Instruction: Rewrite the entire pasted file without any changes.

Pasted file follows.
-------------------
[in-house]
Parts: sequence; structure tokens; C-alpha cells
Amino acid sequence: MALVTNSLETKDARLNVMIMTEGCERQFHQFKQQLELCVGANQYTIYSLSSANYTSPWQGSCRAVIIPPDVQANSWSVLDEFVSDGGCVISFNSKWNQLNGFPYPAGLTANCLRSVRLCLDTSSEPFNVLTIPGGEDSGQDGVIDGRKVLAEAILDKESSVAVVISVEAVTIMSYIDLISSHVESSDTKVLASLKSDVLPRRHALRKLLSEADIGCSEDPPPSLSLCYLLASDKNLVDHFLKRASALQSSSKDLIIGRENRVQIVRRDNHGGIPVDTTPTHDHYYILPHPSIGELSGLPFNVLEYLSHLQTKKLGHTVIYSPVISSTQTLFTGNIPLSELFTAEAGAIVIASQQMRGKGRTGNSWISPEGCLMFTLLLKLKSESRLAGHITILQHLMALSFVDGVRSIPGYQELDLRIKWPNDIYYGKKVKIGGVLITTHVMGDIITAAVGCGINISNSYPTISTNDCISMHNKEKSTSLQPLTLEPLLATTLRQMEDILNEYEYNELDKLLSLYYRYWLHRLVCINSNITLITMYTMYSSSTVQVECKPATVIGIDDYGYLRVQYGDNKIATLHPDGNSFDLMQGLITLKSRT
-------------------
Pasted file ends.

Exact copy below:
[in-house]
Parts: sequence; structure tokens; C-alpha cells
Amino acid sequence: MALVTNSLETKDARLNVMIMTEGCERQFHQFKQQLELCVGANQYTIYSLSSANYTSPWQGSCRAVIIPPDVQANSWSVLDEFVSDGGCVISFNSKWNQLNGFPYPAGLTANCLRSVRLCLDTSSEPFNVLTIPGGEDSGQDGVIDGRKVLAEAILDKESSVAVVISVEAVTIMSYIDLISSHVESSDTKVLASLKSDVLPRRHALRKLLSEADIGCSEDPPPSLSLCYLLASDKNLVDHFLKRASALQSSSKDLIIGRENRVQIVRRDNHGGIPVDTTPTHDHYYILPHPSIGELSGLPFNVLEYLSHLQTKKLGHTVIYSPVISSTQTLFTGNIPLSELFTAEAGAIVIASQQMRGKGRTGNSWISPEGCLMFTLLLKLKSESRLAGHITILQHLMALSFVDGVRSIPGYQELDLRIKWPNDIYYGKKVKIGGVLITTHVMGDIITAAVGCGINISNSYPTISTNDCISMHNKEKSTSLQPLTLEPLLATTLRQMEDILNEYEYNELDKLLSLYYRYWLHRLVCINSNITLITMYTMYSSSTVQVECKPATVIGIDDYGYLRVQYGDNKIATLHPDGNSFDLMQGLITLKSRT